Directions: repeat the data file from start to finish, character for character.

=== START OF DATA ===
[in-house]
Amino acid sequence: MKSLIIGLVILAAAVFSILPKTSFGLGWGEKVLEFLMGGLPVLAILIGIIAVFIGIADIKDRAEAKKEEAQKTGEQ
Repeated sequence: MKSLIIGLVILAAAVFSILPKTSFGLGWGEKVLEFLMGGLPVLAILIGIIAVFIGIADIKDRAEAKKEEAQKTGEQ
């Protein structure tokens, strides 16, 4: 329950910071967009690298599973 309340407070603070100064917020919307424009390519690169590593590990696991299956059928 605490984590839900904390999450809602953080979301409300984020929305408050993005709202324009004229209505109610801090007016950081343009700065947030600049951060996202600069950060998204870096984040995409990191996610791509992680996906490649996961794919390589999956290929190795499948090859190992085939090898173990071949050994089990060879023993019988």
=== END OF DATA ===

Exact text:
[in-house]
Amino acid sequence: MKSLIIGLVILAAAVFSILPKTSFGLGWGEKVLEFLMGGLPVLAILIGIIAVFIGIADIKDRAEAKKEEAQKTGEQ
Repeated sequence: MKSLIIGLVILAAAVFSILPKTSFGLGWGEKVLEFLMGGLPVLAILIGIIAVFIGIADIKDRAEAKKEEAQKTGEQ
């Protein structure tokens, strides 16, 4: 329950910071967009690298599973 309340407070603070100064917020919307424009390519690169590593590990696991299956059928 605490984590839900904390999450809602953080979301409300984020929305408050993005709202324009004229209505109610801090007016950081343009700065947030600049951060996202600069950060998204870096984040995409990191996610791509992680996906490649996961794919390589999956290929190795499948090859190992085939090898173990071949050994089990060879023993019988």